• Four sections of 15-kV shelter aisle metal-clad distribution switchgear, manufactured by AZZ, will support eight feeders per bus section of switchgear, with 32 feeders.

• Four 15-kV capacitor banks, manufactured by Powell Industries, will provide 9.6 MVAR.

In addition, a control enclosure with alternating-current and direct-current power will provide protective relaying equipment for the 12 115-kV breakers, four 115-kV lines, three 117/15-kV transformers and two 115-kV end buses, manufactured by KVA Electrical Maintenance and Construction. The protection and control design consists of two independent systems, designated as system P1 and system P2, which will be separated physically and electrically. All the electrical equipment is equipped with plugs to connect the external control wiring. Control cables, precut to length and equipped with plugs on both ends, will be fabricated off-site while the equipment is being set in place. This will eliminate the need to terminate control conductors individually in the field.

Communication will be achieved through a new communications node consisting of two redundant fiber-optic paths. Two JMUX cabinets and two sets of transfer trip equipment will be installed between Station 99 and the remote ends of the lines.

This view of the substation shows three transformer bays and the firewalls between the bays.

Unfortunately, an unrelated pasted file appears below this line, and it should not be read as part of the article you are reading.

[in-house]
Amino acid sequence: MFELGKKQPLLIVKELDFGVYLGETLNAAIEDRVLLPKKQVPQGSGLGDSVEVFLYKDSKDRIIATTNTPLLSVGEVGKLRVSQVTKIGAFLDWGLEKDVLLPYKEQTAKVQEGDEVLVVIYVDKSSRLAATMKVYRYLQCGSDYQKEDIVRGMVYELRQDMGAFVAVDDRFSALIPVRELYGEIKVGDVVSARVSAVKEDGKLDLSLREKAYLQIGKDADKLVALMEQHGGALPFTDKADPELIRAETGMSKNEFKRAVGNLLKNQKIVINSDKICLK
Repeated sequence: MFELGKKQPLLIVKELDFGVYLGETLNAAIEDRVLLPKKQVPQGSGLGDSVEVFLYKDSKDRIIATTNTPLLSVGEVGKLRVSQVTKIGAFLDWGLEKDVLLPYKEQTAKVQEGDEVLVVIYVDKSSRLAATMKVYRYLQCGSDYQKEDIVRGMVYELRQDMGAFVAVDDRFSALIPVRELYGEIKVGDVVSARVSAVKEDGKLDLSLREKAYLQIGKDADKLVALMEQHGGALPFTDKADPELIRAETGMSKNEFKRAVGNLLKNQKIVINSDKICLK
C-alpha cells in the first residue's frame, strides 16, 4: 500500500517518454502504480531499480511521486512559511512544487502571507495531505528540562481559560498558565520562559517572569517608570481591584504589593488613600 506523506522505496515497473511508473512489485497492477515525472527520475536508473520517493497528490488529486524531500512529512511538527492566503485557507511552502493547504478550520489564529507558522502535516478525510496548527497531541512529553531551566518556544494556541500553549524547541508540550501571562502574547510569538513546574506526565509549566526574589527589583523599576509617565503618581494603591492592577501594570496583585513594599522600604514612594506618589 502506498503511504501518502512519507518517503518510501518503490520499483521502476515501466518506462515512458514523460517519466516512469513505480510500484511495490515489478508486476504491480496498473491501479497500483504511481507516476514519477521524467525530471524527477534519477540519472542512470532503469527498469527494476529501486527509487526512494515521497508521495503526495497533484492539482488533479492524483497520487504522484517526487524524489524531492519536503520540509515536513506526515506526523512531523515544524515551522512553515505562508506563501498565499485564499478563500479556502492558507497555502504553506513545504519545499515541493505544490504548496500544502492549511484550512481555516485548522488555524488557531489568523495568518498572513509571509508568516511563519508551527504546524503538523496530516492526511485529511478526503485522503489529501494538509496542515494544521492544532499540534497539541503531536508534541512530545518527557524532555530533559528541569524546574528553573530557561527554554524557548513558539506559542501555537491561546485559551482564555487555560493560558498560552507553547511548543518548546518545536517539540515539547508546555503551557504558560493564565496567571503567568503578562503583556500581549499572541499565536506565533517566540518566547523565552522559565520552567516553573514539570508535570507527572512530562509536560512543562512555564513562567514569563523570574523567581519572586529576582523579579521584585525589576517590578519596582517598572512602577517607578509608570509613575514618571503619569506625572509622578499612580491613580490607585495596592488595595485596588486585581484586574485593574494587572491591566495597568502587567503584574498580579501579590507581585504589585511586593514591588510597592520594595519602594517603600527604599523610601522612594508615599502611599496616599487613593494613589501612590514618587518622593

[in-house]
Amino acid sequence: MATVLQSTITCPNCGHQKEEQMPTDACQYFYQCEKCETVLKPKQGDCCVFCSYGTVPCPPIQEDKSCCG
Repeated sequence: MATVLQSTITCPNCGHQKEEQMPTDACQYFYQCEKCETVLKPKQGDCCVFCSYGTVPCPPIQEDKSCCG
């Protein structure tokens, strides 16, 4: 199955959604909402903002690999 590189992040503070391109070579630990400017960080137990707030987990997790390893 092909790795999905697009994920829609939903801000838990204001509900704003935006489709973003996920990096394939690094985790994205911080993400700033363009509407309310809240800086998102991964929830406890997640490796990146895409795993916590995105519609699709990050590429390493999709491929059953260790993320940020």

Initially, four (ultimately five) 115-kV incoming underground transmission supply lines consisting of an 8.625-inch (219-mm) outer diameter with 0.125-inch (3.175-mm) wall PRITEC-coated welded steel high-pressure, fluid-filled (HPFF) pipe-type cables will interconnect the new Station 99 to the existing transmission ring between the Mystic and K Street stations. The cable installation and splicing will consist of four sections of 3500-kcmil aluminum, 115-kV pipe-type cable. There will be 2750 circuit-ft (838 circuit-m) of four extensions to existing lines.

There will be four three-phase joints in one new and one existing manhole. In addition, there will be 12 single-phase GIS terminations within Station 99, six of which will be for the incoming lines.

Distribution feeder getaways installed in the new duct bank and manholes from Station 99 will interconnect with the existing duct banks to accommodate 32 feeders. Initially, the cable for 24 line-circuit cutovers will consist of nearly 36,000 ft (10,973 m) of 3-conductor 1000-kcmil triplexed cable.